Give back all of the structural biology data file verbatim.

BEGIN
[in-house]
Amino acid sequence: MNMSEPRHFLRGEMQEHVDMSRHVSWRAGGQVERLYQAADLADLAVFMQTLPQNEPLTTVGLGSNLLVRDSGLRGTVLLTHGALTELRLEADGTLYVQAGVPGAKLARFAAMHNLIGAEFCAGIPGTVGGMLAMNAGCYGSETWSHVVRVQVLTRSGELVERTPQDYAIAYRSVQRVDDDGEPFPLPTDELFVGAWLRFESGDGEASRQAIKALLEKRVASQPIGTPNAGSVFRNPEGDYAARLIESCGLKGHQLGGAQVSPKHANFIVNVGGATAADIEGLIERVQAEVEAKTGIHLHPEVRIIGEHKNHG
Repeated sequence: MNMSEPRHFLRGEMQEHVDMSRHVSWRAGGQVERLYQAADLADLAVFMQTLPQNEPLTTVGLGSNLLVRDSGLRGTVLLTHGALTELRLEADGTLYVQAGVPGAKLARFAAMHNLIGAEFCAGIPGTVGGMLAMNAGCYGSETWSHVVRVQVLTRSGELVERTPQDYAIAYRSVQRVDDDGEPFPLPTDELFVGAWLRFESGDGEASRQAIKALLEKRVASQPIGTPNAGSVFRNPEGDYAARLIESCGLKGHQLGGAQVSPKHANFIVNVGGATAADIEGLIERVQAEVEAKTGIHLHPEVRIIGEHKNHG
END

[in-house]
Amino acid sequence: MNMSEPRHFLRGEMQEHVDMSRHVSWRAGGQVERLYQAADLADLAVFMQTLPQNEPLTTVGLGSNLLVRDSGLRGTVLLTHGALTELRLEADGTLYVQAGVPGAKLARFAAMHNLIGAEFCAGIPGTVGGMLAMNAGCYGSETWSHVVRVQVLTRSGELVERTPQDYAIAYRSVQRVDDDGEPFPLPTDELFVGAWLRFESGDGEASRQAIKALLEKRVASQPIGTPNAGSVFRNPEGDYAARLIESCGLKGHQLGGAQVSPKHANFIVNVGGATAADIEGLIERVQAEVEAKTGIHLHPEVRIIGEHKNHG
Repeated sequence: MNMSEPRHFLRGEMQEHVDMSRHVSWRAGGQVERLYQAADLADLAVFMQTLPQNEPLTTVGLGSNLLVRDSGLRGTVLLTHGALTELRLEADGTLYVQAGVPGAKLARFAAMHNLIGAEFCAGIPGTVGGMLAMNAGCYGSETWSHVVRVQVLTRSGELVERTPQDYAIAYRSVQRVDDDGEPFPLPTDELFVGAWLRFESGDGEASRQAIKALLEKRVASQPIGTPNAGSVFRNPEGDYAARLIESCGLKGHQLGGAQVSPKHANFIVNVGGATAADIEGLIERVQAEVEAKTGIHLHPEVRIIGEHKNHG